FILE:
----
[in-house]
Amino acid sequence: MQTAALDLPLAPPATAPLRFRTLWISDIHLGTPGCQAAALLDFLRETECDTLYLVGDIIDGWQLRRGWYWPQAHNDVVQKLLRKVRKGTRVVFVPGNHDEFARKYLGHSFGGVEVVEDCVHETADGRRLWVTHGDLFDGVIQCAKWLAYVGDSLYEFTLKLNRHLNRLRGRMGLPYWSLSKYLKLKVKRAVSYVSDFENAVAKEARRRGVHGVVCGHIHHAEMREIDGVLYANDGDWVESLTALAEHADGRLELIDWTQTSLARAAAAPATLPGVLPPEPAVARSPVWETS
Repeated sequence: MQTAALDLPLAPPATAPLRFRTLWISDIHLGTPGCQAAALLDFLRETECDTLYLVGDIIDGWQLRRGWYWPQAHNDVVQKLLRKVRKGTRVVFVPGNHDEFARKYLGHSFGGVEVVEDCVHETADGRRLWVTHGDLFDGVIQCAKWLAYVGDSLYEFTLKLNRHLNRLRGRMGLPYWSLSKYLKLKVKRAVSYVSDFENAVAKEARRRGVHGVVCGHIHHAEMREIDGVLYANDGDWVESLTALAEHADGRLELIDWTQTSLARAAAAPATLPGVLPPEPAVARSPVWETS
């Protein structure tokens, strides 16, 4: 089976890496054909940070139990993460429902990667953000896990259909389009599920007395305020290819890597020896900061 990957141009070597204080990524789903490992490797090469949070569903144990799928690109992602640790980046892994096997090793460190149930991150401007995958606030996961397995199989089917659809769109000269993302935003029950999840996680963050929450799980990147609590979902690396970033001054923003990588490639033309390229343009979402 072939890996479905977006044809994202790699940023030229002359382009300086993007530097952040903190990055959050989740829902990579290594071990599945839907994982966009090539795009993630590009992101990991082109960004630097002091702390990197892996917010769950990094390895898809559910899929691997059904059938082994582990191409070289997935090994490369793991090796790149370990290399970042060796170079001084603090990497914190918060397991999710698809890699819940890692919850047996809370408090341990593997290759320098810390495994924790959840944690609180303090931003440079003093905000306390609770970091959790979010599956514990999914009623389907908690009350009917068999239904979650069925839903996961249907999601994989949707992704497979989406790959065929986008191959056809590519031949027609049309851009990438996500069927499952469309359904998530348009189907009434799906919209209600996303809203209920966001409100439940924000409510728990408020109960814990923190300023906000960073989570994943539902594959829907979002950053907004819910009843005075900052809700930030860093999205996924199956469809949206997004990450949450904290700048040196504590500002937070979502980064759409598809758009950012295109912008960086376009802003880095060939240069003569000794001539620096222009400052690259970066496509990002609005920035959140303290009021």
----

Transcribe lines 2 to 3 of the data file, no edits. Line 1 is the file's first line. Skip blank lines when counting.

Amino acid sequence: MQTAALDLPLAPPATAPLRFRTLWISDIHLGTPGCQAAALLDFLRETECDTLYLVGDIIDGWQLRRGWYWPQAHNDVVQKLLRKVRKGTRVVFVPGNHDEFARKYLGHSFGGVEVVEDCVHETADGRRLWVTHGDLFDGVIQCAKWLAYVGDSLYEFTLKLNRHLNRLRGRMGLPYWSLSKYLKLKVKRAVSYVSDFENAVAKEARRRGVHGVVCGHIHHAEMREIDGVLYANDGDWVESLTALAEHADGRLELIDWTQTSLARAAAAPATLPGVLPPEPAVARSPVWETS
Repeated sequence: MQTAALDLPLAPPATAPLRFRTLWISDIHLGTPGCQAAALLDFLRETECDTLYLVGDIIDGWQLRRGWYWPQAHNDVVQKLLRKVRKGTRVVFVPGNHDEFARKYLGHSFGGVEVVEDCVHETADGRRLWVTHGDLFDGVIQCAKWLAYVGDSLYEFTLKLNRHLNRLRGRMGLPYWSLSKYLKLKVKRAVSYVSDFENAVAKEARRRGVHGVVCGHIHHAEMREIDGVLYANDGDWVESLTALAEHADGRLELIDWTQTSLARAAAAPATLPGVLPPEPAVARSPVWETS